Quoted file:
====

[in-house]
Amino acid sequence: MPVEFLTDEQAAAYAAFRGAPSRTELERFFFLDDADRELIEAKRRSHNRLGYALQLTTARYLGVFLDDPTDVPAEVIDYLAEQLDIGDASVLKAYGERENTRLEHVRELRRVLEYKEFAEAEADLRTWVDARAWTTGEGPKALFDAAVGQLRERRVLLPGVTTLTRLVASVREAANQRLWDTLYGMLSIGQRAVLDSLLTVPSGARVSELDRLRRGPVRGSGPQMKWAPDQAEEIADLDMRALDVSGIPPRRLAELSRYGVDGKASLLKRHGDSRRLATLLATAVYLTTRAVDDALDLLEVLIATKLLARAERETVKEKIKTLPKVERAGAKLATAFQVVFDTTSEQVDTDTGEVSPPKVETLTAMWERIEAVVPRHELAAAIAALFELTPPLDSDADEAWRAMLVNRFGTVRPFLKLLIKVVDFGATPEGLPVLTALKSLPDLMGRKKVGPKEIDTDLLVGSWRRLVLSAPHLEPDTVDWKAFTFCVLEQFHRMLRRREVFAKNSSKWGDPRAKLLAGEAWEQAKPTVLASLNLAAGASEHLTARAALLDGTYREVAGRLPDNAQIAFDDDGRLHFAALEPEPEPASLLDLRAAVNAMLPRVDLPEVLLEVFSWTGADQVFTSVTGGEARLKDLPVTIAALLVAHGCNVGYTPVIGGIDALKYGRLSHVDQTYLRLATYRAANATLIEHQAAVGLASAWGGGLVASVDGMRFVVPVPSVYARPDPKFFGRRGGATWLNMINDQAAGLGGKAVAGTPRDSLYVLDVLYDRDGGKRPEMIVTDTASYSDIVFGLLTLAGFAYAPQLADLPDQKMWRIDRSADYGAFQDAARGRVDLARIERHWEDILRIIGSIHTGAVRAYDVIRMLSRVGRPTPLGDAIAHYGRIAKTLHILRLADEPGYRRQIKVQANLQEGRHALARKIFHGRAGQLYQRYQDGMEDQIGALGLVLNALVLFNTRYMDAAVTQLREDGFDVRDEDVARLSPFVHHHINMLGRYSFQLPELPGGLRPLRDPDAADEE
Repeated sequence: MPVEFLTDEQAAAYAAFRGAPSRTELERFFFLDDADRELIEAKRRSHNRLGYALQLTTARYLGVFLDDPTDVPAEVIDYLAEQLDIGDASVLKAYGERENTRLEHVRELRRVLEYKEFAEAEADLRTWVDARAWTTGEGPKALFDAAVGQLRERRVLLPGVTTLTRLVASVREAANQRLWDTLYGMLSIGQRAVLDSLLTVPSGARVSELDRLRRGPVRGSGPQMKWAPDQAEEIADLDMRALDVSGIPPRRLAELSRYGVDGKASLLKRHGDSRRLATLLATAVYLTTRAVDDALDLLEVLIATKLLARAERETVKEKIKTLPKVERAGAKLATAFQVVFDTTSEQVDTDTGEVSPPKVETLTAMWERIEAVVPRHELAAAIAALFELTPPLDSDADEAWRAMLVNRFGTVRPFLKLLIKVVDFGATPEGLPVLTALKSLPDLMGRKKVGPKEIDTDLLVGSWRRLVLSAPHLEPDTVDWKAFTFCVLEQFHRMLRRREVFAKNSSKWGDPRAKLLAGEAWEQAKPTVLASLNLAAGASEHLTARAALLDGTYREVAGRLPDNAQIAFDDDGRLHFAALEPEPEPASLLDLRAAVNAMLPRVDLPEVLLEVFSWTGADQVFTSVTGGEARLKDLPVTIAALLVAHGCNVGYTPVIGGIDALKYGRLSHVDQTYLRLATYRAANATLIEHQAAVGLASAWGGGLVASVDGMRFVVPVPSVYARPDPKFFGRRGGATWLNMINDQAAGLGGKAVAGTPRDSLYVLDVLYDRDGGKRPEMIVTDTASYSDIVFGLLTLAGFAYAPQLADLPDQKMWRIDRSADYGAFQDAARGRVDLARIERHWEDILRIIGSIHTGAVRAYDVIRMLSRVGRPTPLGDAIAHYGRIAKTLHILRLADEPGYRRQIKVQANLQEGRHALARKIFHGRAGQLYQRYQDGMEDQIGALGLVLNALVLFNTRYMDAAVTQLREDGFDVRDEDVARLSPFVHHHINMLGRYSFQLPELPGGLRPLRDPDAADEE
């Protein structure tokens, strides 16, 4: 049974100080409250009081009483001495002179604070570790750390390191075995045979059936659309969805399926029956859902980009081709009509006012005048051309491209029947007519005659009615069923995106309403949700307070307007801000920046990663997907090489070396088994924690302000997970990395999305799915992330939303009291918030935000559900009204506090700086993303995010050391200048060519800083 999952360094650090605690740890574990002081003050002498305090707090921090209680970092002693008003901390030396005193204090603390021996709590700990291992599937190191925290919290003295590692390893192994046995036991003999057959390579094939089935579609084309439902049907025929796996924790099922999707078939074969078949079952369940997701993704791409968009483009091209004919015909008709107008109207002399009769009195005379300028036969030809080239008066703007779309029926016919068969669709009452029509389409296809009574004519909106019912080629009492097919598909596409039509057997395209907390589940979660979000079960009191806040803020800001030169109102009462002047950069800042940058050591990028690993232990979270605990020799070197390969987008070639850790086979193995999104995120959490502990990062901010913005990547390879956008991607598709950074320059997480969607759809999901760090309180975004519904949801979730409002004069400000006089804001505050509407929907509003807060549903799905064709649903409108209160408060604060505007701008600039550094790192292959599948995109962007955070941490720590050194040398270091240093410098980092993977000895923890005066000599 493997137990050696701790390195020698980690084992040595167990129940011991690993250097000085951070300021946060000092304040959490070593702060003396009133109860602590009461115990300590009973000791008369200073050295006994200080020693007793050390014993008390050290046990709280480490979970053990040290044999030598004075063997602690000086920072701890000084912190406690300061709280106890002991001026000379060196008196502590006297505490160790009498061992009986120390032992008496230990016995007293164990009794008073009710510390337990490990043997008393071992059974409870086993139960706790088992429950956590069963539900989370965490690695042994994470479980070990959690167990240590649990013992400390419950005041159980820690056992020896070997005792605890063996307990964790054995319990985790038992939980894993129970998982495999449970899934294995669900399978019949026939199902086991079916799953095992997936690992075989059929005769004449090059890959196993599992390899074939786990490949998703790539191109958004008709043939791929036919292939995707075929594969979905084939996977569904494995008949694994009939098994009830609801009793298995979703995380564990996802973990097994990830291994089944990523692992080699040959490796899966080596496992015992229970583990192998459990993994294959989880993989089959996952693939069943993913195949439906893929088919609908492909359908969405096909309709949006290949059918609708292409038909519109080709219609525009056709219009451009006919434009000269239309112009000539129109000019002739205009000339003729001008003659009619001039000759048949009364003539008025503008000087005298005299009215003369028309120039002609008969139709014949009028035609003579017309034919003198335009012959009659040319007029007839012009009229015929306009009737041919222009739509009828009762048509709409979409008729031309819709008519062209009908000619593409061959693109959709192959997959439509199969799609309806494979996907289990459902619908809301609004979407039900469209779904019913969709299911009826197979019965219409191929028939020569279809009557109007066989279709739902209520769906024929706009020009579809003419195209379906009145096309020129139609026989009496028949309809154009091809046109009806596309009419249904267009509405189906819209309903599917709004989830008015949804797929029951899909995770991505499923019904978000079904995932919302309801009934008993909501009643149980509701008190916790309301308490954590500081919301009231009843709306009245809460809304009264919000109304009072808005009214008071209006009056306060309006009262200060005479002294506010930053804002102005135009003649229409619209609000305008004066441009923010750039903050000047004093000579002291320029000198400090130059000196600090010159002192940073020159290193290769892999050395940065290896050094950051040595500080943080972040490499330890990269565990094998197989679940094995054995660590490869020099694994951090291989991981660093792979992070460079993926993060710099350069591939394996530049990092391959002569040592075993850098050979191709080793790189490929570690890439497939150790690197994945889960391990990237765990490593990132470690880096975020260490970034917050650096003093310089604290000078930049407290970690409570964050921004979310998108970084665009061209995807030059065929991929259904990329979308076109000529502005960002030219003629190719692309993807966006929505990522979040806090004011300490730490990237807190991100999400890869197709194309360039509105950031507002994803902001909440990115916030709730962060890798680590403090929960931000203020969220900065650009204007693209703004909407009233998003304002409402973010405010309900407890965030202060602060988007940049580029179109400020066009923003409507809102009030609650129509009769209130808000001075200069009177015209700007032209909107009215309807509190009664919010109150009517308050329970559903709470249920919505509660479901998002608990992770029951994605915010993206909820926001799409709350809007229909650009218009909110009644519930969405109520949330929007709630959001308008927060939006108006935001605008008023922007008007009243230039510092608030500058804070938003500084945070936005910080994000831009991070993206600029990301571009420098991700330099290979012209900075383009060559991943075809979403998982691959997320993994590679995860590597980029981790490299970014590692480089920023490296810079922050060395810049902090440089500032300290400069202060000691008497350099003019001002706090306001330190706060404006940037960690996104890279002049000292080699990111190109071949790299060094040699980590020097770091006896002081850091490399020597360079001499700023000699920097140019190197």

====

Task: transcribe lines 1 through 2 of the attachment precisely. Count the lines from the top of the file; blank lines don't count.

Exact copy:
[in-house]
Amino acid sequence: MPVEFLTDEQAAAYAAFRGAPSRTELERFFFLDDADRELIEAKRRSHNRLGYALQLTTARYLGVFLDDPTDVPAEVIDYLAEQLDIGDASVLKAYGERENTRLEHVRELRRVLEYKEFAEAEADLRTWVDARAWTTGEGPKALFDAAVGQLRERRVLLPGVTTLTRLVASVREAANQRLWDTLYGMLSIGQRAVLDSLLTVPSGARVSELDRLRRGPVRGSGPQMKWAPDQAEEIADLDMRALDVSGIPPRRLAELSRYGVDGKASLLKRHGDSRRLATLLATAVYLTTRAVDDALDLLEVLIATKLLARAERETVKEKIKTLPKVERAGAKLATAFQVVFDTTSEQVDTDTGEVSPPKVETLTAMWERIEAVVPRHELAAAIAALFELTPPLDSDADEAWRAMLVNRFGTVRPFLKLLIKVVDFGATPEGLPVLTALKSLPDLMGRKKVGPKEIDTDLLVGSWRRLVLSAPHLEPDTVDWKAFTFCVLEQFHRMLRRREVFAKNSSKWGDPRAKLLAGEAWEQAKPTVLASLNLAAGASEHLTARAALLDGTYREVAGRLPDNAQIAFDDDGRLHFAALEPEPEPASLLDLRAAVNAMLPRVDLPEVLLEVFSWTGADQVFTSVTGGEARLKDLPVTIAALLVAHGCNVGYTPVIGGIDALKYGRLSHVDQTYLRLATYRAANATLIEHQAAVGLASAWGGGLVASVDGMRFVVPVPSVYARPDPKFFGRRGGATWLNMINDQAAGLGGKAVAGTPRDSLYVLDVLYDRDGGKRPEMIVTDTASYSDIVFGLLTLAGFAYAPQLADLPDQKMWRIDRSADYGAFQDAARGRVDLARIERHWEDILRIIGSIHTGAVRAYDVIRMLSRVGRPTPLGDAIAHYGRIAKTLHILRLADEPGYRRQIKVQANLQEGRHALARKIFHGRAGQLYQRYQDGMEDQIGALGLVLNALVLFNTRYMDAAVTQLREDGFDVRDEDVARLSPFVHHHINMLGRYSFQLPELPGGLRPLRDPDAADEE